There is a two-part answer -- one part for Social Security, a different part for Medicaid -- to your question about how much your mother can earn without losing her
benefits. Let's take them one at a time.
For any adult under full retirement age (which for your mother is age 66) who is collecting Social Security benefits, those benefits are reduced if the person earns over a certain amount of money in a year. In 2012, the amount will be $14,640 per year. Your mother's Social Security benefits will be reduced by $1 for every $2 she earns over that amount. Once she reaches full retirement age of 66, there is no limit on the amount she can earn without penalty.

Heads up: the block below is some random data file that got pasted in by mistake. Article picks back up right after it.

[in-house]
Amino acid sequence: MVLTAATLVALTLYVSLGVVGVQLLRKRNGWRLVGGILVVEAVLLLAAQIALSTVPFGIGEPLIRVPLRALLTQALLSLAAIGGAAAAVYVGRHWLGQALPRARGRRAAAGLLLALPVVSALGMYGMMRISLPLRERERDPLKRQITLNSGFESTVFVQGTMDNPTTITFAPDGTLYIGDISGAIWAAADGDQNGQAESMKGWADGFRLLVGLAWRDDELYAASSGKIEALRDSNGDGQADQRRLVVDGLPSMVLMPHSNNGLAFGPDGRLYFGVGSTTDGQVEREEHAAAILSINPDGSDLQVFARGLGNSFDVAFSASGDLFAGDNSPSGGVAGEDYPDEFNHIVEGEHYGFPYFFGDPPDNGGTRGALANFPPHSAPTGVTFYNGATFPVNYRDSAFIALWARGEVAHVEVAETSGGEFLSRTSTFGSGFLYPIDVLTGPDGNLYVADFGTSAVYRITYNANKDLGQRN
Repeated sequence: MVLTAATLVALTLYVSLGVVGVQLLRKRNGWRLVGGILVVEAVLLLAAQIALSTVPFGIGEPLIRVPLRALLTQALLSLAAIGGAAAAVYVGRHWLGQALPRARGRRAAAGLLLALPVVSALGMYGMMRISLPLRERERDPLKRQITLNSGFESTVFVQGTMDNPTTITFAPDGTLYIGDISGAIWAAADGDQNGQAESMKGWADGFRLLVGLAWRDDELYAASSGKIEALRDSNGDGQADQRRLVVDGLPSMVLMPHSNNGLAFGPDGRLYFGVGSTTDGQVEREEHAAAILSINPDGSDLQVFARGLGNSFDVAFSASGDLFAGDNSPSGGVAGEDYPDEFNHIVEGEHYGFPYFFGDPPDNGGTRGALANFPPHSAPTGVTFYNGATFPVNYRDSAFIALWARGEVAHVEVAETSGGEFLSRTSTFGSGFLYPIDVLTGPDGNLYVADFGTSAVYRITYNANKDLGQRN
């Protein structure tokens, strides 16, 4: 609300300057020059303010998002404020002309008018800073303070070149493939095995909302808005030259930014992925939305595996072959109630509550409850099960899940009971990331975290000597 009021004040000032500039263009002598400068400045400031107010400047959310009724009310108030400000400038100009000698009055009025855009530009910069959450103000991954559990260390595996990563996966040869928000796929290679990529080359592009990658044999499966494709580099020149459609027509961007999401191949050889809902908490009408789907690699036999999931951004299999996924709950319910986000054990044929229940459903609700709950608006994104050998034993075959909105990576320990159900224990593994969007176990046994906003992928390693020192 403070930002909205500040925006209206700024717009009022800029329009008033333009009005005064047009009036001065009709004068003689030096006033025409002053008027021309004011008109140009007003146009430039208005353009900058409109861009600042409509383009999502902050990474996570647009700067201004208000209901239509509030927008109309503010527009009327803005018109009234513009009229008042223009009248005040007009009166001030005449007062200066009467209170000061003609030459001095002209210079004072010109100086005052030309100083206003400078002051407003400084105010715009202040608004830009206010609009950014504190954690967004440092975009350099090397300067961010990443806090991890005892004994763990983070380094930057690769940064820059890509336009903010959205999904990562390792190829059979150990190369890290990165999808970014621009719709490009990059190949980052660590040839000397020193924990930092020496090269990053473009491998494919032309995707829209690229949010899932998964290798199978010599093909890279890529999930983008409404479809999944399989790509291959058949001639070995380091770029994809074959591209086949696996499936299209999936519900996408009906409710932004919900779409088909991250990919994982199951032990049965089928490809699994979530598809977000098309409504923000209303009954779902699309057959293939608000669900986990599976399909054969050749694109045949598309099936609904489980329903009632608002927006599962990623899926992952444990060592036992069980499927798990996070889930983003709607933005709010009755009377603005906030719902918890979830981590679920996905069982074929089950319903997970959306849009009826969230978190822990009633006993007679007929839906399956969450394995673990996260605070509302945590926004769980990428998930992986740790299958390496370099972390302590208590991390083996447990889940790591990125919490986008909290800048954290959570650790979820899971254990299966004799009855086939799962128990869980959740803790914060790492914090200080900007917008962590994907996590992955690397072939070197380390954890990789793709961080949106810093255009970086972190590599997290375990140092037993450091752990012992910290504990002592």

The rules for Medicaid eligibility are different, and vary from state to state. So, the exact amount your mother can earn and still qualify for Medicaid coverage depends on where she lives. In almost all states, someone can be eligible for Medicaid if their income is less than about $500 per month, and in many states she might earn up to about $1,200 per month and still be eligible for Medicaid. Also, in some states, she would be allowed to earn more than the standard amount if she has high regular medical bills (say, for prescription medicines or ongoing treatments). To find out what the standards are in the state where your mother lives, you or she should contact the local department of social services or department of welfare. You can find out the contact information of that office, and the general Medicaid eligibility rules for her state, by going onto the state's Medicaid program website. To find that site, go to the state-by-state list provided by the federal government's Centers for Medicare and Medicaid Services[cms.gov].